|Bruins adjusting to life without Matt Hunwick||11.30.10 at 2:18 pm ET|
WILMINGTON — Johnny Boychuk doesn’t find it polite to talk on the phone during dinner, so when he was out to dinner with Milan Lucic on Monday, he stood a good chance of being out of the loop when the team traded defenseman Matt Hunwick.
Yet thanks to text messaging, and his mother, the blueliner found out right after the trade broke.
“She messaged me or something like that. She’s always on that stuff,” Boyhcuk said. “It was before [we] even knew, so it was right away. Kind of weird.
When Lucic found out, it meant losing a teammate he’s known since he entered the organization as a second-round draft pick in 2006.
“I’ve known him from the very first development camp back then, and I’ve been able to kind of grow with him in this organization. He’s done well for himself. He’s a good player and I wish him all the best in Colorado.”
With Hunwick the defensive core will see some shaking up, as Adam McQuaid, who has been a healthy scratch since the return of Boychuk from his forearm injury, will return to the lineup. It also means the team will have to respond to the ugly stretch (5-6-2) they find themselves in without a guy who’s been there for them.
“It’s always tough to see one of your teammates go, especially a guy like Matt. He was such a great teammate, such a great guy in the locker room. We all wish him the best, but it’s part of the business. We realize the importance of this coming week. We haven’t performed as well as we should, so it’s going to be a big week. We have to respond somehow and get better results. ”
The coach, meanwhile, isn’t happy to see his top skating blueliner go, but like the rest of the team, understands that it was something that had to be done for the sake of being able to activate Marc Savard.
‘It was hard to let a guy go like that because he was our best skater back there, probably the guy that you leaned on the most to bring the puck up the ice,” Julien said. “‘¦ We had to make some room. Those are things that are done for the situation of liberating some cap space.’
|Former Boston University defenseman Colby Cohen welcomes trade to Bruins||11.29.10 at 8:20 pm ET|
Bostonians, meet your not-so-new defenseman. After three years of playing under Jack Parker at Boston University, Colby Cohen was just a couple of months into his first season of professional hockey in the Avalanche organization before he was traded to the Bruins on Monday in exchange for Matt Hunwick.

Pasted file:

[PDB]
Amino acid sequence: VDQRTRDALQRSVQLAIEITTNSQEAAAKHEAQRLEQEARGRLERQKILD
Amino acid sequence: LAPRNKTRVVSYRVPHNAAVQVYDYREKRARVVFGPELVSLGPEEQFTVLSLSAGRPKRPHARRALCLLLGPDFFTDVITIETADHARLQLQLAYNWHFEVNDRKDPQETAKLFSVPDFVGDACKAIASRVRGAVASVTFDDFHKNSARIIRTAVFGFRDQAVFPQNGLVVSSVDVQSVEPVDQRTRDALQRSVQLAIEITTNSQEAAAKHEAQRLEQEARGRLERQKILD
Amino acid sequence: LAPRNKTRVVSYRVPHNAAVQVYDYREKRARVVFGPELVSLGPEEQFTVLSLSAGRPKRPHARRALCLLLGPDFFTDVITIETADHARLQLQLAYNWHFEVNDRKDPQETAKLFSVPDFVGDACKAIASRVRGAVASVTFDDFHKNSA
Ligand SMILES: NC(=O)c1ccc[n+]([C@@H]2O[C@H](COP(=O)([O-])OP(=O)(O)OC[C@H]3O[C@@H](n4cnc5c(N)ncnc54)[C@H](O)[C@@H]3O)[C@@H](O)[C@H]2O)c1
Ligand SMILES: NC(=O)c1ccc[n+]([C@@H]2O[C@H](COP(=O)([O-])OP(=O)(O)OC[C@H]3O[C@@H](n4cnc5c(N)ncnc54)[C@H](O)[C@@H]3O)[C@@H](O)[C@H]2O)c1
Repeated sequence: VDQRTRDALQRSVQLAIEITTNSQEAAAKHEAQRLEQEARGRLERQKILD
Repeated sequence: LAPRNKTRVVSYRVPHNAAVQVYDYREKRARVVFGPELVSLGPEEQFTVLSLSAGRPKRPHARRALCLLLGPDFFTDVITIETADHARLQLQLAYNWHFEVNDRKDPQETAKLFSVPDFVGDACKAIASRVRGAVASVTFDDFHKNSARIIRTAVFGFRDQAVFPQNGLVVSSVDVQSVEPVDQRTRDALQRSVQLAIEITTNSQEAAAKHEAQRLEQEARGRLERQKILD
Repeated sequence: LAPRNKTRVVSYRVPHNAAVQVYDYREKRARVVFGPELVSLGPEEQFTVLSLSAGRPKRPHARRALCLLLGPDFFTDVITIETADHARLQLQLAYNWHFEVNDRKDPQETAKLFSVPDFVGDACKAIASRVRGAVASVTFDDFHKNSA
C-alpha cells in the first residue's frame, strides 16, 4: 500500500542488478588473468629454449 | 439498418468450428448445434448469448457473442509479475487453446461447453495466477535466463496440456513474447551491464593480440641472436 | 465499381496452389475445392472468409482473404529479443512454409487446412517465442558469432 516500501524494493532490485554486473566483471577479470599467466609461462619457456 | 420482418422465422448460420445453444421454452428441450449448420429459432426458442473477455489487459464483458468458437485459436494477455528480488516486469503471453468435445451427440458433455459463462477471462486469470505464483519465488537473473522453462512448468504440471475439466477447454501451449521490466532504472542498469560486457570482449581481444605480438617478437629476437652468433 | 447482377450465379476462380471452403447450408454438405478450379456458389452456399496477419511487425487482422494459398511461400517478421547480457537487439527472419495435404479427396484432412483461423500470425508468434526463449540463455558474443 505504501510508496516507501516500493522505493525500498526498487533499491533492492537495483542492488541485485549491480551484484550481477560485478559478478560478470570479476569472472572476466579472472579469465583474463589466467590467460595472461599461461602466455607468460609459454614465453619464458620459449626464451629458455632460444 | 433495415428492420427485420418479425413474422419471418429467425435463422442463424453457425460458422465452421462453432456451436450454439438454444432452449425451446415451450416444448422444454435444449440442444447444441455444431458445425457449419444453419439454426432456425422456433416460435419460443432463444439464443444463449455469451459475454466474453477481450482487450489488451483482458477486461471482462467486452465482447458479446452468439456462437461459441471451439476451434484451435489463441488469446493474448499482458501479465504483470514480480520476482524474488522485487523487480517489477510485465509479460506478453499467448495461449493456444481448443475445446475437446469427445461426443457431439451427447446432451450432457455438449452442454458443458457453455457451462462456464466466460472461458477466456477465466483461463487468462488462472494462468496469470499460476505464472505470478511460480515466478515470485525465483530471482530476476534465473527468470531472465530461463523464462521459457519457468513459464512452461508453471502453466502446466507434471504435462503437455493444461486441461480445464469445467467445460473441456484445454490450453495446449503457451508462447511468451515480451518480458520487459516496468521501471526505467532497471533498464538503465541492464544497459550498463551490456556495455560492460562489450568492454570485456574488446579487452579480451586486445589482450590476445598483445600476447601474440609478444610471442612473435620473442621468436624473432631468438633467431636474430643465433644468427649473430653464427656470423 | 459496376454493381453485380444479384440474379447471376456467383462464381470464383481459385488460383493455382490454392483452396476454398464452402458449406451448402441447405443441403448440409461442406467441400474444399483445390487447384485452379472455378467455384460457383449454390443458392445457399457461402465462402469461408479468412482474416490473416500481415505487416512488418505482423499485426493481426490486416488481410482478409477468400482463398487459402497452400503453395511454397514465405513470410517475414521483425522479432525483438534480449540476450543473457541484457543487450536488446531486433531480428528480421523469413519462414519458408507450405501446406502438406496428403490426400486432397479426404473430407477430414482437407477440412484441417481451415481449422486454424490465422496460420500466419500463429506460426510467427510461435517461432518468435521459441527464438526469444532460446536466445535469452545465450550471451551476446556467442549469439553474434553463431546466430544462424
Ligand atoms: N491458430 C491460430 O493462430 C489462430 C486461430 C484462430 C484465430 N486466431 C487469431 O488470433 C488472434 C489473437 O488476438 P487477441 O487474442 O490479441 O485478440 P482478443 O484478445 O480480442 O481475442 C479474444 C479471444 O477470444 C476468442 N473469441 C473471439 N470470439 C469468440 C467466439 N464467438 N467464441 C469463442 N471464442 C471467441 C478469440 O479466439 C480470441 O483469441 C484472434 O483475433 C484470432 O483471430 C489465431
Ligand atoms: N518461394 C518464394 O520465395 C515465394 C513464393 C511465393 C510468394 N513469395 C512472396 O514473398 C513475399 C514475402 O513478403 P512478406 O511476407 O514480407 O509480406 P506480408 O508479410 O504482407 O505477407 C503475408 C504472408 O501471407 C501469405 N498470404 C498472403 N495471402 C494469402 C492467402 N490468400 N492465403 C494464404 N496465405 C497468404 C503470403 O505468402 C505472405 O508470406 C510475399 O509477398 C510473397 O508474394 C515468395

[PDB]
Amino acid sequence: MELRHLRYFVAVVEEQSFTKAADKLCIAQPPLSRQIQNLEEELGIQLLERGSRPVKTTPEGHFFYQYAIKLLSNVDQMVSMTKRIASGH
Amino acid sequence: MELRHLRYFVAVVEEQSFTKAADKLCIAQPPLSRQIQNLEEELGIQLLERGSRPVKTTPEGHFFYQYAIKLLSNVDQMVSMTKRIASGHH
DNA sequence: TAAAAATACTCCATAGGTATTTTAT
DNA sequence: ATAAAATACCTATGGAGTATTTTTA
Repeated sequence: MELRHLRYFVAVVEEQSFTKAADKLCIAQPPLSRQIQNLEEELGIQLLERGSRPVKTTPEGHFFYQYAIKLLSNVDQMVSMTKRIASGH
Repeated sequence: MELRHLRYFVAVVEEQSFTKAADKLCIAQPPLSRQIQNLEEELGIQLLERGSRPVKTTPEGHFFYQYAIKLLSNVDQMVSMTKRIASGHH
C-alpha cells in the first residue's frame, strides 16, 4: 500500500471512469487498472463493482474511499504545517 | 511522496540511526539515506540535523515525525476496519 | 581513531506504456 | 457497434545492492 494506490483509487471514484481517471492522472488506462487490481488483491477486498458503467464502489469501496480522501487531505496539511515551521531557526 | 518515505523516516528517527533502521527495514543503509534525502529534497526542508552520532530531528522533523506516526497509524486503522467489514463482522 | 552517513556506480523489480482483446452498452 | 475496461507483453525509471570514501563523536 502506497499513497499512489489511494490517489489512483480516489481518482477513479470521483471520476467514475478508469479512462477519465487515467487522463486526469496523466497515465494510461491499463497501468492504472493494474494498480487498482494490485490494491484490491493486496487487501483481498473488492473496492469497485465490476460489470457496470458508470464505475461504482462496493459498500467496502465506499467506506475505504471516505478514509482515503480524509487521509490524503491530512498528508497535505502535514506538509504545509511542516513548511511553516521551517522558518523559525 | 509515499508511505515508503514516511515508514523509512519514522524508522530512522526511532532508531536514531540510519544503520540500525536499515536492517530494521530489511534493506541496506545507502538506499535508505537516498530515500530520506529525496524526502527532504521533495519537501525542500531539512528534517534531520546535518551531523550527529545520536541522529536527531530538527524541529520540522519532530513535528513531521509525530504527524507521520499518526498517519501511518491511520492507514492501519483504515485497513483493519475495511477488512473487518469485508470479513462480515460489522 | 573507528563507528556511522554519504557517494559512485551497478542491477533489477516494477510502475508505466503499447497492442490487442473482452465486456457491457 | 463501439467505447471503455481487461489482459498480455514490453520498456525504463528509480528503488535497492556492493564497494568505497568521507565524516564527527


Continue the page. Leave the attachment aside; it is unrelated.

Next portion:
Cohen has one assist in 14 games in the AHL this season and didn’t register a point in his three-game stint with the Avalanche. After playing for the Lake Erie Monsters will now suit up as a Providence Bruin. Though he’ll be an hour south of Boston for the time being, the Pennsylvania native is glad to return the region in which he played his college puck.
“I’m sort of lost for words right now because there’s not a better place that it’s going to happen,” Cohen told a pool reporter upon hearing of the move. “I loved BU. I never realized how much I loved it before I left, and I miss Boston in the worst way. If there was a city to be back in, that’s the city. So hopefully I’m hoping to be in Providence and play well and help the team win there and hopefully just wait for a call up to the Bruins. But I’ve seen quite a few Bruins games and I’ve played in the Garden quite a few times, and I mean, I miss Boston in the worst way.”
Cohen said he spoke to Terriers associate coach Mike Bavis after the trade and that Bavis was “pumped.” As for what the Bruins are getting in Cohen — the second BU defenseman they’ve traded for since the summer (David Warsofsky) — the 21-year-old hopes he can eventually provide the B’s with what they lost in Hunwick.
“I think that I’m like a two-way guy. I think that I’ve had a lot of success in my career as an offensive defenseman,” he said. “Obviously, I haven’t put up any points this year in Lake Erie or when I was in Colorado for a few games, but I just try to be a puck moving defenseman and make it easy on the forwards to get up the ice, and I try to join the play when I can and I try to use my shot as much as I can.”